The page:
Sexual healing

BMJ 2007; 334 doi: (Published 29 March 2007) Cite this as: BMJ 2007;334:658
  1. Zosia Kmietowicz
  1. London

    As calls are made for changes in the Abortion Act, a seasoned campaigner reflects on the scant attention given to sexual health services

    If pharmacists had not had to work on Saturdays in the 1950s, Baroness Gould of Potternewton, then plain Joyce Gould, might have continued working for the Leeds branches of Timothy Whites & Taylors, and Boots for many years, advancing perhaps to the highest echelons of dispensing practice. But the pull of Labour Party politics and the women's movement of the '50s was something Gould could not resist. And she wanted to have her Saturdays free to follow her passion.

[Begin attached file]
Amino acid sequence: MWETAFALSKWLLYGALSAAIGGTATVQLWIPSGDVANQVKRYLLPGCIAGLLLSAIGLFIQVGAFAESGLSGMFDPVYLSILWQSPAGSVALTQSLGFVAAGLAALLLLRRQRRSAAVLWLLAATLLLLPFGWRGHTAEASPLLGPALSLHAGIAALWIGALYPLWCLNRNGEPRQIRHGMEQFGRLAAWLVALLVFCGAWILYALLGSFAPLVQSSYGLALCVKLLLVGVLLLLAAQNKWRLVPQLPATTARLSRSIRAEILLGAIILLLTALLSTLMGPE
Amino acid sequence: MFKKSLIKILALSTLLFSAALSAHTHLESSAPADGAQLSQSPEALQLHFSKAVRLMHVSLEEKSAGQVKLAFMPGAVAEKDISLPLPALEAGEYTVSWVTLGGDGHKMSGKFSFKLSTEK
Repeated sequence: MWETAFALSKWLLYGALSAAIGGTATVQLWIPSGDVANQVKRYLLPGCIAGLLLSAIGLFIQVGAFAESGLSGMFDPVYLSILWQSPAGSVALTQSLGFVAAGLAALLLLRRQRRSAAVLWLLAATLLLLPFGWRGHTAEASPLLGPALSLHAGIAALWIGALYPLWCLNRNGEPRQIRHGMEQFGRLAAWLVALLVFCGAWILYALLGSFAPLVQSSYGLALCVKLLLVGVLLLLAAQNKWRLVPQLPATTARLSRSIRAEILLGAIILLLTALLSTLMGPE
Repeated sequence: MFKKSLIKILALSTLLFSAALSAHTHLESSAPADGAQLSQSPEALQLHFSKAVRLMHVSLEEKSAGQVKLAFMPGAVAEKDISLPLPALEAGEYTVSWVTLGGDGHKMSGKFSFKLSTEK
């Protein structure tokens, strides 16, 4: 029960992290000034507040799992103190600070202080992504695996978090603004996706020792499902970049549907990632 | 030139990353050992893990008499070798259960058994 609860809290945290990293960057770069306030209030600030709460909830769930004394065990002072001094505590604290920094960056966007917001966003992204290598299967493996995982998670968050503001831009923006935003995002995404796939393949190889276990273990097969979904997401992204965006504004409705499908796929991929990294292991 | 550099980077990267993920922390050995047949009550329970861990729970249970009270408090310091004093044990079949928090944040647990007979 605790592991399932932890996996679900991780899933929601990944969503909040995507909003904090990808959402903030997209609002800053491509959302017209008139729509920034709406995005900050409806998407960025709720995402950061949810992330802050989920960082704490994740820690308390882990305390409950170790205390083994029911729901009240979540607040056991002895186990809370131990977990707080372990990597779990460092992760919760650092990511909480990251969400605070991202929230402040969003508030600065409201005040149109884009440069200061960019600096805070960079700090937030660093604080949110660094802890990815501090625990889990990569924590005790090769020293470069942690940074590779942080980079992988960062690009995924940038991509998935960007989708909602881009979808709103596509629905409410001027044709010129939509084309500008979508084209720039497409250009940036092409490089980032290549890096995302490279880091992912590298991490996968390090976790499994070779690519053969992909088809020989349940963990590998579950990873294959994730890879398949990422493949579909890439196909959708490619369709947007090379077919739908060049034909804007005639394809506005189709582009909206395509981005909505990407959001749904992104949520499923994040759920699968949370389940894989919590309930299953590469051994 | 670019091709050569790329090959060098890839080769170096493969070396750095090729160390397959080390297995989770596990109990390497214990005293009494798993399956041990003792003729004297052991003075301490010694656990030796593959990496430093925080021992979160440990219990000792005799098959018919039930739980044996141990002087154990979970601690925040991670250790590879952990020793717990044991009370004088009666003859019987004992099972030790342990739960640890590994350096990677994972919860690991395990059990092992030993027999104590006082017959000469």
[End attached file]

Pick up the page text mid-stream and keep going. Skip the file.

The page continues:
Fifty years on, during which Gould spent nearly 40 years working for the Labour party—most latterly as director of organisation—she finds many of the concerns that drew her into politics half a century ago are making a resurgence: nuclear weapons, funding for family planning services, discrimination, and abortion.

    Gould was actively involved in promoting the 1967 Abortion Act and says, “It is very distressing that the Abortion Act has come round again.” She accepts, however, that some aspects of the act need to be reviewed, although she …

    View Full Text

    Log in

    Log in through your institution


    * For online subscription